WASHINGTON, DC - JULY 28: Republican presidential candidate Dr. Ben Carson speaks at a anti-abortion rally opposing federal funding for Planned Parenthood in front of the U.S. Capitol July 28, 2015 in Washington, DC. Planned Parenthood faces mounting criticism amid the release of videos by a pro-life group and demands to vote in the Senate to stop funding. (Photo by Olivier Douliery/Getty Images)
WASHINGTON, DC - JULY 28: Republican presidential candidate, U.S. Sen. Ted Cruz (R-TX) speaks during a Anti-abortion rally opposing federal funding for Planned Parenthood in front of the U.S. Capitol July 28, 2015 in Washington, DC. Planned Parenthood faces mounting criticism amid the release of videos by a pro-life group and demands to vote in the Senate to stop funding. (Photo by Olivier Douliery/Getty Images)
WASHINGTON, DC - JULY 28: Republican presidential candidate Dr. Ben Carson speaks at a anti-abortion rally opposing federal funding for Planned Parenthood in front of the U.S. Capitol July 28, 2015 in Washington, DC. Planned Parenthood faces mounting criticism amid the release of videos by a pro-life group and demands to vote in the Senate to stop funding. (Photo by Olivier Douliery/Getty Images)
WASHINGTON, DC - JULY 28: Republican presidential candidate, U.S. Sen. Ted Cruz (R-TX) speaks during a Anti-abortion rally opposing federal funding for Planned Parenthood in front of the U.S. Capitol July 28, 2015 in Washington, DC. Planned Parenthood faces mounting criticism amid the release of videos by a pro-life group and demands to vote in the Senate to stop funding. (Photo by Olivier Douliery/Getty Images)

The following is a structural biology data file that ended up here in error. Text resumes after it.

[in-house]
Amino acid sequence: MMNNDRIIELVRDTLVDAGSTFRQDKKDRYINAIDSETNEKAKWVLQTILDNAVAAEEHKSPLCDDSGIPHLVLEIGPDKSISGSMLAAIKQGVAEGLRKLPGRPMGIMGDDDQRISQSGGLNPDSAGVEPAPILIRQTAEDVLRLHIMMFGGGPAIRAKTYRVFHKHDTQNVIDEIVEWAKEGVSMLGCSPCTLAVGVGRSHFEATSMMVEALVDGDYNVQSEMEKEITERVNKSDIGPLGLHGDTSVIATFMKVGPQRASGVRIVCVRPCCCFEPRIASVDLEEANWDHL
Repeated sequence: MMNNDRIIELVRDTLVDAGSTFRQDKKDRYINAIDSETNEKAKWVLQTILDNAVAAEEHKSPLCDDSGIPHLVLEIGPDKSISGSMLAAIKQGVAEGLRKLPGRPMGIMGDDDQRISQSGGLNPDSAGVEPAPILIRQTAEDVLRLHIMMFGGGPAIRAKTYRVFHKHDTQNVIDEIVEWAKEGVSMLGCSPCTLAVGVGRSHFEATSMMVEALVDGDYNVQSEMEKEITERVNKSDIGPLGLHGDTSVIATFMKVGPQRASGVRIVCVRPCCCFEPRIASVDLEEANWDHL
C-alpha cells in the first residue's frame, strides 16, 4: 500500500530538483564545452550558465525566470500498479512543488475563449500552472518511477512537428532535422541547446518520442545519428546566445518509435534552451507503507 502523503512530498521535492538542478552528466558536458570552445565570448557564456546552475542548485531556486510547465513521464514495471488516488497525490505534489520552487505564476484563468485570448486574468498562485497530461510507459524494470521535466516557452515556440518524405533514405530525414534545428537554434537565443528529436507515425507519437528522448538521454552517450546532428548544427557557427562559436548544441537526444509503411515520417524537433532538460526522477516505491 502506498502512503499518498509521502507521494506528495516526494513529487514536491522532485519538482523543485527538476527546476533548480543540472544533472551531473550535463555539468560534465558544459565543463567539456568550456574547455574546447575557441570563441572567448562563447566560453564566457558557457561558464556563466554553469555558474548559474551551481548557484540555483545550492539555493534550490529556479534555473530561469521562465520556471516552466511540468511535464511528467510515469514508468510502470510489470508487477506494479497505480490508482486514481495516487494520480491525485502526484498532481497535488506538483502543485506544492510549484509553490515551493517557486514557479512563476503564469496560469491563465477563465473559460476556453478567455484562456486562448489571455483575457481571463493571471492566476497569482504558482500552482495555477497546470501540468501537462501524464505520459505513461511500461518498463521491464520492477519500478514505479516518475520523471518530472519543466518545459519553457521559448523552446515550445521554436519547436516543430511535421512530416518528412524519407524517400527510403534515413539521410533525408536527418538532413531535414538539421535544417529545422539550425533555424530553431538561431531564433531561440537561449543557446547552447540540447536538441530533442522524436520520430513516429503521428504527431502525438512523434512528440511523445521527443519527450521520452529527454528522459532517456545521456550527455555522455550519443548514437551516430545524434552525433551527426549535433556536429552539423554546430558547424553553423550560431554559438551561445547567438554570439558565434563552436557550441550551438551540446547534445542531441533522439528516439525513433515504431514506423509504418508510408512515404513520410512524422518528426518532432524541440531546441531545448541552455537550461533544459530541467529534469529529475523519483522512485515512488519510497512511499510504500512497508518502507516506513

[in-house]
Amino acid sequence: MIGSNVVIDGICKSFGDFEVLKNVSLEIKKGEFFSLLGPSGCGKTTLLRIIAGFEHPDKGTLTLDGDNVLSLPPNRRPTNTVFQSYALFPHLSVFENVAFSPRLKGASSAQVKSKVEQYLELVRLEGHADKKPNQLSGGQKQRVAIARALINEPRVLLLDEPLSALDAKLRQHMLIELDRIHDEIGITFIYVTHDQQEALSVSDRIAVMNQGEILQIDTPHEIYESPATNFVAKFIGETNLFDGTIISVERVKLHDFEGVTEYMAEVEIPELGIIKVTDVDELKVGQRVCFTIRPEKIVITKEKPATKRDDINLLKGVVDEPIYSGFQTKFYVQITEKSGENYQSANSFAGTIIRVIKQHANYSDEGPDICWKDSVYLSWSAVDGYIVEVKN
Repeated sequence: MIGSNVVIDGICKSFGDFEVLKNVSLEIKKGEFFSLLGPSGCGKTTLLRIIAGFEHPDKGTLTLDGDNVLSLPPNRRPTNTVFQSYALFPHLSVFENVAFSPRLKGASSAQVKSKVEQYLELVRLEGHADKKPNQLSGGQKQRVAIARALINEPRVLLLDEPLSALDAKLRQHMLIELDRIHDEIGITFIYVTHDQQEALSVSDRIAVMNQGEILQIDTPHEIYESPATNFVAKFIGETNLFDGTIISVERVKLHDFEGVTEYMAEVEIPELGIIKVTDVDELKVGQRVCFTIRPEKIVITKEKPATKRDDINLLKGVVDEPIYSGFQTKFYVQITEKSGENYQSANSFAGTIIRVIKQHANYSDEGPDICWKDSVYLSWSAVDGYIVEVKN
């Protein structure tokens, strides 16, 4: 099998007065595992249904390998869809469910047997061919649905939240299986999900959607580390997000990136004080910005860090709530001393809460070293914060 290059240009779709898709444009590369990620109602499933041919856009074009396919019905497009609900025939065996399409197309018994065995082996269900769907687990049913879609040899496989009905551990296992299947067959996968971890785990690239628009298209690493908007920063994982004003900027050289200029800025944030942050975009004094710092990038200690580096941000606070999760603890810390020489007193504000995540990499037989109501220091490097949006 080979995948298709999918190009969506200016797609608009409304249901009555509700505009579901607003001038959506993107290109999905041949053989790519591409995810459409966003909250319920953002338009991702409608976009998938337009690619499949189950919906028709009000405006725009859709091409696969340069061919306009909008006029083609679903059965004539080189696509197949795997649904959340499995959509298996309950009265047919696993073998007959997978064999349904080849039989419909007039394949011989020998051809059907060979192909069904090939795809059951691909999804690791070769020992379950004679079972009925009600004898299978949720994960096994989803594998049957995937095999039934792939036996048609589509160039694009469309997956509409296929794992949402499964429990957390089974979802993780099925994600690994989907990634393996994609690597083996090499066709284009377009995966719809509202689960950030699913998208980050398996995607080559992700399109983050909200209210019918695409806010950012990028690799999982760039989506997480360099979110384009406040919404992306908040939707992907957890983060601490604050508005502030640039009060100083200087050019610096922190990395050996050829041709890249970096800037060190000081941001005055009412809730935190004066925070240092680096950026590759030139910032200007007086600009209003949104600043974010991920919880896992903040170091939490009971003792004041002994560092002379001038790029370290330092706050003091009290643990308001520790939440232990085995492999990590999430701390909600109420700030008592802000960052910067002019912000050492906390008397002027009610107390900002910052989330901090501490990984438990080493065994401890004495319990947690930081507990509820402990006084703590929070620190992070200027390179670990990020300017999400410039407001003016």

WASHINGTON, DC - JULY 28: Republican presidential candidate Dr. Ben Carson attends a anti-abortion rally opposing federal funding for Planned Parenthood in front of the U.S. Capitol July 28, 2015 in Washington, DC. Planned Parenthood faces mounting criticism amid the release of videos by a pro-life group and demands to vote in the Senate to stop funding. (Photo by Olivier Douliery/Getty Images)
WASHINGTON, DC - JULY 28: Anti-abortion activists hold a rally opposing federal funding for Planned Parenthood in front of the U.S. Capitol July 28, 2015 in Washington, DC. (Photo by Olivier Douliery/Getty Images)
WASHINGTON, DC - JULY 28: Republican presidential candidate, U.S. Sen. Ted Cruz (R-TX) speaks during a Anti-abortion rally opposing federal funding for Planned Parenthood in front of the U.S. Capitol July 28, 2015 in Washington, DC. Planned Parenthood faces mounting criticism amid the release of videos by a pro-life group and demands to vote in the Senate to stop funding. (Photo by Olivier Douliery/Getty Images)
WASHINGTON, DC - JULY 28: Anti-abortion activists hold a rally opposing federal funding for Planned Parenthood in front of the U.S. Capitol on July 28, 2015 in Washington, DC. Sen. Rand Paul (R-KY) announced a Senate deal to vote on legislation to defund Planned Parenthood before the Senate goes into recess in August. (Photo by Olivier Douliery/Getty Images)
WASHINGTON, DC - JULY 28: Anti-abortion activists hold a rally opposing federal funding for Planned Parenthood in front of the U.S. Capitol on July 28, 2015 in Washington, DC. Sen. Rand Paul (R-KY) announced a Senate deal to vote on legislation to defund Planned Parenthood before the Senate goes into recess in August. (Photo by Olivier Douliery/Getty Images)
WASHINGTON, DC - JULY 28: Anti-abortion activists hold a rally opposing federal funding for Planned Parenthood in front of the U.S. Capitol on July 28, 2015 in Washington, DC. Sen. Rand Paul (R-KY) announced a Senate deal to vote on legislation to defund Planned Parenthood before the Senate goes into recess in August. (Photo by Olivier Douliery/Getty Images)